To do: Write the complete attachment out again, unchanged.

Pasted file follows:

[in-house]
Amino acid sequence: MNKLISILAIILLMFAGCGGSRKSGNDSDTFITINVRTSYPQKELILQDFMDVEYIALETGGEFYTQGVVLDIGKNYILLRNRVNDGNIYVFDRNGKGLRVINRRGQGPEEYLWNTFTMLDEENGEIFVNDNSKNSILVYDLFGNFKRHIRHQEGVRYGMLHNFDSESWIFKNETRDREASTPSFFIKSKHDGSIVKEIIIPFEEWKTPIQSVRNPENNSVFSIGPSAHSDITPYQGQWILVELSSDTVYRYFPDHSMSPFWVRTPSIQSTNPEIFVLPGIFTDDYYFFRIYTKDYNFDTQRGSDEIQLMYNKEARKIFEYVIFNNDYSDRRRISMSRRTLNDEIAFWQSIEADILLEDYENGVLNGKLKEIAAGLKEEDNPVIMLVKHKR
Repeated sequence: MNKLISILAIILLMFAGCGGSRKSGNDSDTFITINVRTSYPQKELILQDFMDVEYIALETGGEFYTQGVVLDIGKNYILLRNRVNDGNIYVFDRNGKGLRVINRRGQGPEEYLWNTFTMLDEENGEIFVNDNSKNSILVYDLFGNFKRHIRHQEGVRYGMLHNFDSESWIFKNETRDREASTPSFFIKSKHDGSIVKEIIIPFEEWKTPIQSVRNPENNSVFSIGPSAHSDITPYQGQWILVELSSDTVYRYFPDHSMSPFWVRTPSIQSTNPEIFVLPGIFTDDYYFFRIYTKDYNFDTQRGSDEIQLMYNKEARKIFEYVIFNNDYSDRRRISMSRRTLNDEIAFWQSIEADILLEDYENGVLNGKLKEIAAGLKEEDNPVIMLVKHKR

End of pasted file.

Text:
[in-house]
Amino acid sequence: MNKLISILAIILLMFAGCGGSRKSGNDSDTFITINVRTSYPQKELILQDFMDVEYIALETGGEFYTQGVVLDIGKNYILLRNRVNDGNIYVFDRNGKGLRVINRRGQGPEEYLWNTFTMLDEENGEIFVNDNSKNSILVYDLFGNFKRHIRHQEGVRYGMLHNFDSESWIFKNETRDREASTPSFFIKSKHDGSIVKEIIIPFEEWKTPIQSVRNPENNSVFSIGPSAHSDITPYQGQWILVELSSDTVYRYFPDHSMSPFWVRTPSIQSTNPEIFVLPGIFTDDYYFFRIYTKDYNFDTQRGSDEIQLMYNKEARKIFEYVIFNNDYSDRRRISMSRRTLNDEIAFWQSIEADILLEDYENGVLNGKLKEIAAGLKEEDNPVIMLVKHKR
Repeated sequence: MNKLISILAIILLMFAGCGGSRKSGNDSDTFITINVRTSYPQKELILQDFMDVEYIALETGGEFYTQGVVLDIGKNYILLRNRVNDGNIYVFDRNGKGLRVINRRGQGPEEYLWNTFTMLDEENGEIFVNDNSKNSILVYDLFGNFKRHIRHQEGVRYGMLHNFDSESWIFKNETRDREASTPSFFIKSKHDGSIVKEIIIPFEEWKTPIQSVRNPENNSVFSIGPSAHSDITPYQGQWILVELSSDTVYRYFPDHSMSPFWVRTPSIQSTNPEIFVLPGIFTDDYYFFRIYTKDYNFDTQRGSDEIQLMYNKEARKIFEYVIFNNDYSDRRRISMSRRTLNDEIAFWQSIEADILLEDYENGVLNGKLKEIAAGLKEEDNPVIMLVKHKR